Hamlet first attempts to kill Claudius during a prayer. Hamlet claims that it isn’t religious to murder someone while they’re praying, thus he avoids doing so. The only time when Hamlet does not waver in his desire to kill is after killing Polonius in the bedroom with Gertrude and stabbing the man behind the curtain. Unfortunately, it turns out that Polonius was the man behind the bedroom curtain (Neal 1). Hamlet may have stabbed Polonius impulsively in the presence of his mother, who still held a possessive grip on him. Hamlet is capable of postponing murdering Claudius in all other situations because he lacks an emotional motivation comparable to his mother at that time.
Good vs. evil
Hamlet is a noble and educated prince who, through his deceptive nature, has damaged his mind. Hamlet focuses his thinking on evil, which leads to him being distrustful of everyone around him and doubting every decision he makes (Johnson 262). Hamlet is an admirable human being who believes in high moral values and despises evil, yet the loss of his father drives him to embrace evil. He tries repeatedly to suppress his honour and the continual battle between his intellect and conscious derails his progress.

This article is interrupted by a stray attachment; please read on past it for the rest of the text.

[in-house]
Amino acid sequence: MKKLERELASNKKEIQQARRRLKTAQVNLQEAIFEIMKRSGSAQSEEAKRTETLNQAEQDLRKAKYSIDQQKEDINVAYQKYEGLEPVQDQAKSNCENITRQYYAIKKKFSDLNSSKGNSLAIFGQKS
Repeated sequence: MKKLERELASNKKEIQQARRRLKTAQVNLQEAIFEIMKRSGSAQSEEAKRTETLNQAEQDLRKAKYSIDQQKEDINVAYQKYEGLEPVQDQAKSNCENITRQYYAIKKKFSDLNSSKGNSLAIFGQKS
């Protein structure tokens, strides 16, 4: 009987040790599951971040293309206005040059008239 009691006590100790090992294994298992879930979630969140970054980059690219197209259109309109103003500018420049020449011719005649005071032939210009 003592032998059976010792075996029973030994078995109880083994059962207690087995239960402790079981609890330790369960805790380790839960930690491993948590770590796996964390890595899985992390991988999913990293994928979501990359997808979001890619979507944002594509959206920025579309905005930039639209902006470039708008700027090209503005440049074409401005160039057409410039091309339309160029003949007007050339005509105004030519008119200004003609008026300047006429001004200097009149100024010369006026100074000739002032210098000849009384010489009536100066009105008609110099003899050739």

Consequences of procrastination
Hamlet’s procrastination has numerous ramifications, ranging from far-reaching to immediate, thus many people around Hamlet are adversely impacted (Johnson 264). Hamlet is initially able to hide his real love for Ophelia, delaying the ideal time to confess his true affection for her. Hamlet goes out of his way to identify with a lunatic and irresponsible personality at the expense of Ophelia’s devotion and adoration. He does not value or adore her as much as he should have done (Burnett 55).
Hamlet rejects Ophelia in order to preserve his role, and this causes her heartbreak, which leads to Ophelia’s insanity and suicide. He insults those he claims to care about, such as his mother. The madman act of Hamlet piques Rosencrantz and Guildenstern’s interest; they keep asking him about the play’s logic in order to discover the hermit’s long-term goals (Neal 1).
However, the hermit is not pleased with their inquiries and he grows increasingly suspicious of them, culminating in fury when he finds out their true intentions. He holds this against them for a long time before ordering their death in England as a result of his accumulated hatred and malevolence. When Hamlet defers to kill Claudius, Polonius gets himself into danger by being stabbed in Gertrude’s bedroom on suspicion that he is Claudius.